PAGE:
In Article of faith, we noted how banks are, to our minds, decent businesses even if – with the sector by some distance the cheapest in the UK market – this is not an opinion shared by too many other investors. We have been bullish on banks for a while now so what is it we see that other investors, who have either shunned the sector or perhaps dipped a toe only to quickly withdraw it, do not?
It is seven years ago to the month that the run on Northern Rock fired the starting pistol for the credit crisis – and a lot can happen in seven years. We would imagine there have been some big changes in your life since September 2007 – certainly there have, both personally and professionally, for us here on The Value Perspective – and things have changed significantly for the banks as well.
Today, the balance sheets and capital ratios of UK banks are night-and-day different to what they were seven years ago – to offer just one example, after an £800bn reduction in assets, the balance sheet of Royal Bank of Scotland is half the size it was in 2007. Furthermore, the lending undertaken by UK banks these days is significantly more profitable than it was seven years ago.
All in all, these are wholly different businesses to the ones they were in 2007 and yet companies that, over time, have tended to trade at a premium to their book value are now on a discount to it – to all intents and purposes on valuations that suggest their management should be seriously considering switching off the lights, bolting the doors and just giving up and going home.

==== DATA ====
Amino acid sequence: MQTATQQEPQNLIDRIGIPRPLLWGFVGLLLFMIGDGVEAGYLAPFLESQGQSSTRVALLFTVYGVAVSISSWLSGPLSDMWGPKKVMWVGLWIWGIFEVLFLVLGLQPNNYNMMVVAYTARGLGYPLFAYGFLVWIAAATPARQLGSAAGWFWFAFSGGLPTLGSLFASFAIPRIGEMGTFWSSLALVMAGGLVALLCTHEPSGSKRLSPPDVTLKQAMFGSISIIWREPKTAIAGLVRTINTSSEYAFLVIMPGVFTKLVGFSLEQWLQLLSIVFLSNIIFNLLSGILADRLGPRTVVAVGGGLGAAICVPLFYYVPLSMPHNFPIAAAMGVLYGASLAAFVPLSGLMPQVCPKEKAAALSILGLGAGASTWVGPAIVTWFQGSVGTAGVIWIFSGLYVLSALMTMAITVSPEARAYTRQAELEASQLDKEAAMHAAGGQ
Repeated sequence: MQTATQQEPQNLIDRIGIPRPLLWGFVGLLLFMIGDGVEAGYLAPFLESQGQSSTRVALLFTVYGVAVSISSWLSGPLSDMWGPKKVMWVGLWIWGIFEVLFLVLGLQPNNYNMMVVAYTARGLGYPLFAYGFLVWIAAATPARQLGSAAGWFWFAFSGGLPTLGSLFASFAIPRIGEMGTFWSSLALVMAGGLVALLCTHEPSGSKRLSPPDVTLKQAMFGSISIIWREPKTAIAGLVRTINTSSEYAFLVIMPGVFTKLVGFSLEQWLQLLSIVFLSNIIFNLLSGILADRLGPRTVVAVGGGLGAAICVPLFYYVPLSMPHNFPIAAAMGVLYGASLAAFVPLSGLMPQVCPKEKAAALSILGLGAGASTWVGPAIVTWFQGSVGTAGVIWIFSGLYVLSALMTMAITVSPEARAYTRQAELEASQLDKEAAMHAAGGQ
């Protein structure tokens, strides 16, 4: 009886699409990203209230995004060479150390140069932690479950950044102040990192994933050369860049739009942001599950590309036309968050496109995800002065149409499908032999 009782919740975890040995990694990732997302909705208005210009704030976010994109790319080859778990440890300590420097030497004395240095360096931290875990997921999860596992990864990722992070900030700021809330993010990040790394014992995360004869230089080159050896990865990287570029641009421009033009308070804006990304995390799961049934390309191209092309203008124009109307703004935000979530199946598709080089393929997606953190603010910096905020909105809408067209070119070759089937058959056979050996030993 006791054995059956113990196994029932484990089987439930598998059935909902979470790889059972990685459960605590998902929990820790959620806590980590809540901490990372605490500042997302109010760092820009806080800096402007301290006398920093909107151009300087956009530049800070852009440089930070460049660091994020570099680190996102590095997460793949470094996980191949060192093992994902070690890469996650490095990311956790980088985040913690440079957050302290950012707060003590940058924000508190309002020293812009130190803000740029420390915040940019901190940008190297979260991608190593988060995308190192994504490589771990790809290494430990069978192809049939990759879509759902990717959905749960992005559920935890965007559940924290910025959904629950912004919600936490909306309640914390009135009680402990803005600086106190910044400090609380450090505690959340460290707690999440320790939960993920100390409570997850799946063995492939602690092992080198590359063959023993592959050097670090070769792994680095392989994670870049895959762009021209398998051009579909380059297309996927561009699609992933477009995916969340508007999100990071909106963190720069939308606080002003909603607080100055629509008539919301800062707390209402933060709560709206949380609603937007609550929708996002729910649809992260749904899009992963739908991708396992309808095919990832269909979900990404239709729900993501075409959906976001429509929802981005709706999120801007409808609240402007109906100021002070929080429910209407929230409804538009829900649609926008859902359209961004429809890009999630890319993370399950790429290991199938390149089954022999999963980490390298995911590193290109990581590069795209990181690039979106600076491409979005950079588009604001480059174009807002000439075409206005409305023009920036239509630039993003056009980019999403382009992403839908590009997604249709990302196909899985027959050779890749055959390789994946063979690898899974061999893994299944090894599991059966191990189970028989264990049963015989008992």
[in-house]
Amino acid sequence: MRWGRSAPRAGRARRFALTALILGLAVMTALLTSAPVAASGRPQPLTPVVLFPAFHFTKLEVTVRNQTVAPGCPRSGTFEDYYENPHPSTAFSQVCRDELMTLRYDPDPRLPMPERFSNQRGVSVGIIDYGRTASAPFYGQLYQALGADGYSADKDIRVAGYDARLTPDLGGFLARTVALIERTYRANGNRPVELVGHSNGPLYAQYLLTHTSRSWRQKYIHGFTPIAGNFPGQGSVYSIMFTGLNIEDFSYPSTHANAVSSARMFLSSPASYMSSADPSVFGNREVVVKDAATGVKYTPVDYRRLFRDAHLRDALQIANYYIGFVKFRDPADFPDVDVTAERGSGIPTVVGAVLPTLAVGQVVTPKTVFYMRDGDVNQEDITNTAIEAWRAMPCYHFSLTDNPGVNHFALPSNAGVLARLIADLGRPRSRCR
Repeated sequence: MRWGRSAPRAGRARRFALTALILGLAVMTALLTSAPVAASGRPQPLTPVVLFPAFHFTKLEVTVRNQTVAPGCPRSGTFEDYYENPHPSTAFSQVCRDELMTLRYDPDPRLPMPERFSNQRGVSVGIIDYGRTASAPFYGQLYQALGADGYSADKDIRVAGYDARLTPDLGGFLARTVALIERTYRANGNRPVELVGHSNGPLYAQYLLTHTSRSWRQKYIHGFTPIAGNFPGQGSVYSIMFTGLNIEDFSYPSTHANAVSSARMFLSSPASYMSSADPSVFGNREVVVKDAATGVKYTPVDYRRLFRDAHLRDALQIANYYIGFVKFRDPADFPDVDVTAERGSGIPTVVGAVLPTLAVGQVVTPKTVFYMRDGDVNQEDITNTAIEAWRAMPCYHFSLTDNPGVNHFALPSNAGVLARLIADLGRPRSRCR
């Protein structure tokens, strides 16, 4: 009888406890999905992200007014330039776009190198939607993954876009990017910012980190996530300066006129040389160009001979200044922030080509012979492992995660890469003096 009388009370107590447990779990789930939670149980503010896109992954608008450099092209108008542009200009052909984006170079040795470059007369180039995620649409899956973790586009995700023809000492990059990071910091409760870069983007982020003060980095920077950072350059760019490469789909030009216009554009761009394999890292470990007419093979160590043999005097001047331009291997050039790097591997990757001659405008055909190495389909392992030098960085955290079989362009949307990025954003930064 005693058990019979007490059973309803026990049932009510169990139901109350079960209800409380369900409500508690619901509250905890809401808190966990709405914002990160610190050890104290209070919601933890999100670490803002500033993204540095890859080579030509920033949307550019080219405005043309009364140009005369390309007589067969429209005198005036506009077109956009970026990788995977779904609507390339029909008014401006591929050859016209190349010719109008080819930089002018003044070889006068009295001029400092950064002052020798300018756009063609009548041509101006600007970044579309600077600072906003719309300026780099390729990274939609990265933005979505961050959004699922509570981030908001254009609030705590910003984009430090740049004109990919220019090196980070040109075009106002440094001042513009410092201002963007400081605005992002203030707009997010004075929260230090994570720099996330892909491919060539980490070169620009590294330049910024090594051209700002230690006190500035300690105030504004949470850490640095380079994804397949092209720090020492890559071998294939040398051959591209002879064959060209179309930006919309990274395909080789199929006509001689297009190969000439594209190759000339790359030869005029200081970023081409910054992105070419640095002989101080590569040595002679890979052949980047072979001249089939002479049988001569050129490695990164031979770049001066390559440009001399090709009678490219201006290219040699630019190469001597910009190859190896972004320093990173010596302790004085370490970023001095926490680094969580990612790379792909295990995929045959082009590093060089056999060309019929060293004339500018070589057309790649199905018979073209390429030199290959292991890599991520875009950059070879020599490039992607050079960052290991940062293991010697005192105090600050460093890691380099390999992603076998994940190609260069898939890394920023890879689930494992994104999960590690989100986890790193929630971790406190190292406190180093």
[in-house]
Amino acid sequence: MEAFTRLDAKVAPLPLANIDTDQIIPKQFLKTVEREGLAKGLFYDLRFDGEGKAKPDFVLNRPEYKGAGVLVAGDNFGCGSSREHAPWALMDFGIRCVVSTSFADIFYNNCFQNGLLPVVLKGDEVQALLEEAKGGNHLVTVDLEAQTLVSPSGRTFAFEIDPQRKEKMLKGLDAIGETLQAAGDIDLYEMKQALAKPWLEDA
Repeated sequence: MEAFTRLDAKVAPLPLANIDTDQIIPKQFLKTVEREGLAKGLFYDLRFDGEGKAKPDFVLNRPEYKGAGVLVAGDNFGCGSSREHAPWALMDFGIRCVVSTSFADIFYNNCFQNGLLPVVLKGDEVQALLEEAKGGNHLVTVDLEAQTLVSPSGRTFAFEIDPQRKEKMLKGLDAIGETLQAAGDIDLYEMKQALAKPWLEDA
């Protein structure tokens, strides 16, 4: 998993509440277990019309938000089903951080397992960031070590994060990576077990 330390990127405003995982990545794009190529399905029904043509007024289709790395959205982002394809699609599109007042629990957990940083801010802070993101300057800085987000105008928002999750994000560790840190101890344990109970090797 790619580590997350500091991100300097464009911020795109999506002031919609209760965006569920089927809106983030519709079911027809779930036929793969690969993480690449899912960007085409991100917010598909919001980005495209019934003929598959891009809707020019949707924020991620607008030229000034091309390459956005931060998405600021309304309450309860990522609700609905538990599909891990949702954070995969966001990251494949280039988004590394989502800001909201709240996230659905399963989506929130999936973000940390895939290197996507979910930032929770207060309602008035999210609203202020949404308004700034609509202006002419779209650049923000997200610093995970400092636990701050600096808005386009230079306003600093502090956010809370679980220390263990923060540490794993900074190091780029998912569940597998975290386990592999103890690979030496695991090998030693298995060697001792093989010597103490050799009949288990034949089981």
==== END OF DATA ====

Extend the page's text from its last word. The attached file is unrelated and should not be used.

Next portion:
To our eyes that seems unfair and unreasonable but it is certainly not surprising. The banking sector’s current status as ‘public enemy number one’ is part of a consistent historical pattern to which no investor is immune – a cycle of human emotion that begins when any market darling shows signs of stumbling.
Initially, investors are so in love with the business they deny there is a problem but, as the problem becomes more tangible, denial turns to fear then to desperation and eventually to capitulation and despair. That is the point at which investors cannot perceive any way that things are ever going to improve for the businesses – but then things do start to improve …
Here on The Value Perspective, this is about where we would say we are with the UK’s banks – for example, Lloyds is on the verge of once again paying a dividend. For the great majority of the market, however, it is a case of ‘once bitten, twice shy’ and investors are ignoring Lloyds and other banks because they feel they cannot trust them.
It has been our experience that the more deeply rooted the problems a company has suffered, the longer the rehabilitation process will take. We know it will take the market time to work through the rest of the emotional cycle – through the current despair or at least apathy and onwards through reluctance to excitement and then euphoria (before, at some point, the whole process starts again).
It is a pattern we have witnessed over the past decade with all sorts of UK businesses, including housebuilders, tobacco, utilities and real estate companies. Yes, the issues with banks have been bigger and, as such, their rehabilitation is taking longer but it is our firm belief that, over the next three to five years, these businesses will again be recognised for the good, solid, oligopolistic profit-generators they once were and, to our eyes, still remain.